Another development in the year **2004** was the appearance of the term “read mapping”. In the paper “Pash: efficient genome-scale anchoring by positional hashing” by Kalafus *et al., *hashing of k-mers was used to “anchor” reads. The word “anchoring” was and still is somewhat ambiguous as to its meaning, but in the Pash context it referred to the identification of positions of exact matching k-mers within a read on a target sequence. In other words, Pash could be considered to provide only partial alignments, because some bases within the read would not be aligned at all. Formally, one would say that the functions had as their domain not the full reads but rather strict subsets where is nonempty. For this reason, in the Pash paper the authors suggest post-processing their output with base-pair level sequence alignment programs popular at the time (e.g. AVID, LAGAN) to fully “align” the reads (they could have also suggested performing a banded Smith-Waterman alignment like *phrap*).

**2006**: The first sequencer manufactured by Solexa, the Genome Analyzer was launched, and following it the ELAND program for “read alignment” was provided to customers buying the machine. This was, in my opinion, a landmark even in “read alignment” because with next-generation sequencing and ELAND read alignment became mainstream, a task to be performed in the hands of individual users, rather than just a step among many in complex genome sequencing pipelines manufactured in large genome sequencing centers. In the initial release of ELAND, the program performed “ungapped read alignment”, which in the language of this post means that the maps had the property that if then , i.e. there were no gaps in the read alignments.

**2009**: With two programs published back-to-back in the same year, BWA (“Fast and accurate alignment with the Burrows-Wheeler transform“, Heng Li and Richard Durbin) and Bowtie (“Ultrafast and memory-efficient alignment of short DNA sequences to the human genome” by Ben Langmead, Cole Trapnell, Mihai Pop and Steven L Salzberg) read alignment took a big step forward with the use of more sophisticated data structures for rapid string matching. BWA and Bowtie were based on the Burrows-Wheeler transform, and specifically innovations with the way it was used, to speed up read alignment. In the case of Bowtie, the alignments were ungapped just as originally with ELAND, although Bowtie2 published in 2012 incorporated gaps into the model.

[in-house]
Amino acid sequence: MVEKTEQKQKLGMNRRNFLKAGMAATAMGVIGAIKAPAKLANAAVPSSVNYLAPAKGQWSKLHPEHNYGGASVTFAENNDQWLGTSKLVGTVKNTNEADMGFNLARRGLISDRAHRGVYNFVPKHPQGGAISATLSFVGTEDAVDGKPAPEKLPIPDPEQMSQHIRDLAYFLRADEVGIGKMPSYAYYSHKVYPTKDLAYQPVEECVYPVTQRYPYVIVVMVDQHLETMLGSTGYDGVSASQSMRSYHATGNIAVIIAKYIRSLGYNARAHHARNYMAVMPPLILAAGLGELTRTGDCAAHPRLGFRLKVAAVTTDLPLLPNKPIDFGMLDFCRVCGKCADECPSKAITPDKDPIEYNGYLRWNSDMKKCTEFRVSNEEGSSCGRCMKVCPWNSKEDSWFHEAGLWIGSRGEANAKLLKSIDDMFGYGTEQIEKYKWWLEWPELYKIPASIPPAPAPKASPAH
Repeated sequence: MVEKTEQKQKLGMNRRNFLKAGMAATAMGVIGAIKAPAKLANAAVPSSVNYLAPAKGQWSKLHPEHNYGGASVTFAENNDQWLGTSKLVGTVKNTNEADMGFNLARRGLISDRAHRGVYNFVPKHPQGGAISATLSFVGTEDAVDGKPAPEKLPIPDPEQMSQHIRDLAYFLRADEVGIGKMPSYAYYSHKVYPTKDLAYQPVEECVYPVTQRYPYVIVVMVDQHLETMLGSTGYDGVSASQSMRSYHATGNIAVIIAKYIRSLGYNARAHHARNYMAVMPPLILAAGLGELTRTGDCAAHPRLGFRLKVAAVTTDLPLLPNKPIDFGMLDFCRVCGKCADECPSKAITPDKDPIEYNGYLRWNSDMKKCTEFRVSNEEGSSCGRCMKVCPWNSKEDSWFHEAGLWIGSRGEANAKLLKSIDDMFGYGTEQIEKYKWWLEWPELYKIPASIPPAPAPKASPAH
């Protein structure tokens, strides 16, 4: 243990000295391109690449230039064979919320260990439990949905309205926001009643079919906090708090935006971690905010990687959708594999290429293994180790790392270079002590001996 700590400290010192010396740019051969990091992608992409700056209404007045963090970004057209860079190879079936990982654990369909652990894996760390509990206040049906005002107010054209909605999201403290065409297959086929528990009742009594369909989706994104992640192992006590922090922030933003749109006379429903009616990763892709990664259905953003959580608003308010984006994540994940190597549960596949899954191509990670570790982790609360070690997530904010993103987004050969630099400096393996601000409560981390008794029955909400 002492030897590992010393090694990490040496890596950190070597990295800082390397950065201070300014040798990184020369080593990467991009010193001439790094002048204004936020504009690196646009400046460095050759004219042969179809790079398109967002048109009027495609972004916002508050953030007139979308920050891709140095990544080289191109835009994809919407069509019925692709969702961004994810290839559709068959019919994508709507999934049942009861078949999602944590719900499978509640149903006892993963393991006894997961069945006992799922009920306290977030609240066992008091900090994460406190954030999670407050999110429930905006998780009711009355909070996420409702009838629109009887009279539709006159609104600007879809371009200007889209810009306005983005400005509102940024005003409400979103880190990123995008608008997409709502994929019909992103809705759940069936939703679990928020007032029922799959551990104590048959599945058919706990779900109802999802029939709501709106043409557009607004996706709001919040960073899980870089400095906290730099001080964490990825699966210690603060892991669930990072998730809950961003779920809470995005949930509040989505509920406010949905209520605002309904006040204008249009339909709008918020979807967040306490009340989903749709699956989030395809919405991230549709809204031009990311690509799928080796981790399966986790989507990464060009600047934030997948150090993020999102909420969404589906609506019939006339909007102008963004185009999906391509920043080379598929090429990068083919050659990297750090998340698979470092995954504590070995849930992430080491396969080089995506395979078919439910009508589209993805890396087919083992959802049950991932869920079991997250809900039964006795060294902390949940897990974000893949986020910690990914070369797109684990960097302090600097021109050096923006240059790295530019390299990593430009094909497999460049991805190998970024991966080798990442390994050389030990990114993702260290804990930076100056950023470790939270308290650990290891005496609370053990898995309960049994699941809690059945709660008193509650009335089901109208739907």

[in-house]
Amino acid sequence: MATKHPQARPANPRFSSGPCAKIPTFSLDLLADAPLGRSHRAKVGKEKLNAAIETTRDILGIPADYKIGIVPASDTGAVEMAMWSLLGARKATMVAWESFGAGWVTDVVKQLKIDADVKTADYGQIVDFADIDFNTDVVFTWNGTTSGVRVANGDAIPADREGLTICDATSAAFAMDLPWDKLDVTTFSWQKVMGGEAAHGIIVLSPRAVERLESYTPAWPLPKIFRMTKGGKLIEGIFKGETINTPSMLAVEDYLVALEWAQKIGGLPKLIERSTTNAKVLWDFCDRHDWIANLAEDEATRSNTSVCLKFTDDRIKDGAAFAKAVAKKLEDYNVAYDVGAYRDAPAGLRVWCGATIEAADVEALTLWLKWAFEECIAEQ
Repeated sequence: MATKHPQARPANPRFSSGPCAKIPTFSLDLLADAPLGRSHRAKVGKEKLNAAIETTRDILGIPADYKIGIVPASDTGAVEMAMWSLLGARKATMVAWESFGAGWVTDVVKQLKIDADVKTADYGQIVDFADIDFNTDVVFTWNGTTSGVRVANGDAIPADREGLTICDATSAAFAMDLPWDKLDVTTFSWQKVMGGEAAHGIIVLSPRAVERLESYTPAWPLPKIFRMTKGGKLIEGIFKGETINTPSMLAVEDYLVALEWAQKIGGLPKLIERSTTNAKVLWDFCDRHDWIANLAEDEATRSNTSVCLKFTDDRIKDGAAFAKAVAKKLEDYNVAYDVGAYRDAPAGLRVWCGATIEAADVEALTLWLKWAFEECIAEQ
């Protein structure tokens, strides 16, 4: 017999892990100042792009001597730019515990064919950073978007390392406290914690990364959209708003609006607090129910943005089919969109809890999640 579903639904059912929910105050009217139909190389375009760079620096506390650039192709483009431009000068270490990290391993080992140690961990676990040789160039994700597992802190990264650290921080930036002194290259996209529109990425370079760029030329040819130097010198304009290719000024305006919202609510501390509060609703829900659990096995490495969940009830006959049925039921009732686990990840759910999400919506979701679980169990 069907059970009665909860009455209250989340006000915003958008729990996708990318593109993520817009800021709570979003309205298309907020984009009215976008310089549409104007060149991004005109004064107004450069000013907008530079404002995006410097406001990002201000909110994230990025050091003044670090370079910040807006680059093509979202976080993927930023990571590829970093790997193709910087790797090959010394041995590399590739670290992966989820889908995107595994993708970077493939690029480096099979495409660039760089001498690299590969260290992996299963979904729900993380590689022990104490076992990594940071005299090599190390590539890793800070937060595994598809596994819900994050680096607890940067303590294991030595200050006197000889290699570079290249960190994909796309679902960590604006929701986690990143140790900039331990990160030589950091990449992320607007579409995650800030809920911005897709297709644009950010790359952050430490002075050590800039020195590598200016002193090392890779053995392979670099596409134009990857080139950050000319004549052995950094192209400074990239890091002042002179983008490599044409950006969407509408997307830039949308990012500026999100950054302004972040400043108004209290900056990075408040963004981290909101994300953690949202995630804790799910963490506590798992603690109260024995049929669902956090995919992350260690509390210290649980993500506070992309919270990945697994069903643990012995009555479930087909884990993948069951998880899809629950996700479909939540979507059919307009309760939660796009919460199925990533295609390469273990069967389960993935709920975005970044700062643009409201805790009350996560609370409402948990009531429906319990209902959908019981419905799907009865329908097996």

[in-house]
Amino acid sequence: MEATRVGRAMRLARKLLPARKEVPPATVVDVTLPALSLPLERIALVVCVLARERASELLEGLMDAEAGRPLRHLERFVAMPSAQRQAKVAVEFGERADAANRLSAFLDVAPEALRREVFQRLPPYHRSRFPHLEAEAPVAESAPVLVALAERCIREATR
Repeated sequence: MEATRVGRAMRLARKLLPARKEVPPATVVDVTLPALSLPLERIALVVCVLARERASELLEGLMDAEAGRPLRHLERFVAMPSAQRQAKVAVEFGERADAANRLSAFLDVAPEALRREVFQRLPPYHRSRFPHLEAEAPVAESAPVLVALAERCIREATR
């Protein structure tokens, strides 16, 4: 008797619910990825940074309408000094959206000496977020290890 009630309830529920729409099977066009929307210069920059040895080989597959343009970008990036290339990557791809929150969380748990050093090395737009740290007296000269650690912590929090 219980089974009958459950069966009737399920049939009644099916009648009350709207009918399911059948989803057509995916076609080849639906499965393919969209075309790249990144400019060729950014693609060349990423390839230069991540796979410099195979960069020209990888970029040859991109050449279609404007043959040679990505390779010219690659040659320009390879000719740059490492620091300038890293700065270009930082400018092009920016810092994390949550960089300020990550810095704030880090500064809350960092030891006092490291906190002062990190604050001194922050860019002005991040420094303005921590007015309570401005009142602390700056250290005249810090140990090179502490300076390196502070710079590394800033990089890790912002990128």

Also of note is that by this time the terms “read alignment” and “read mapping” had become interchangeable. The BWA and Bowtie papers both used both terms, as did many other papers. Moreover, the terms started to take on a specific meaning in terms of the notion of “alignment”. They were referring to alignment of reads to a target genome, and moreover alignment of individual bases to specific positions in the target genome (i.e. the maps ). This was in large part due to the publication of the sequence alignment format also in **2009** in Heng Li *et al.*‘s important paper on SAMtools.

Finally, **2009 **was the year the notion that “spliced read alignment” was introduced. “Spliced alignment” was a concept around since the mid 90s (see, e.g. “Gene recognition by spliced alignment” by MS Gelfand, AA Mironov and PA Pevzner). The idea was to align cDNAs to a genome, requiring alignments allowing for long gaps (for the introns). In the paper “Optimal spliced alignments of short sequencing reads” by Fabio De Bona *et al.* the authors introduced the tool QPalma for this purpose, building on a spliced alignment tool from the group called Palma. Here the idea was to extend “spliced alignment” to reads, and while QPalma was never widely adopted, other programs such as TopHat, GSNAP, Star, etc. have becomes staples of RNA-Seq. Going back to the formalism I provided with the description of *phrap*, what spliced alignment did was to extend the models used for read alignment to allow for long gaps.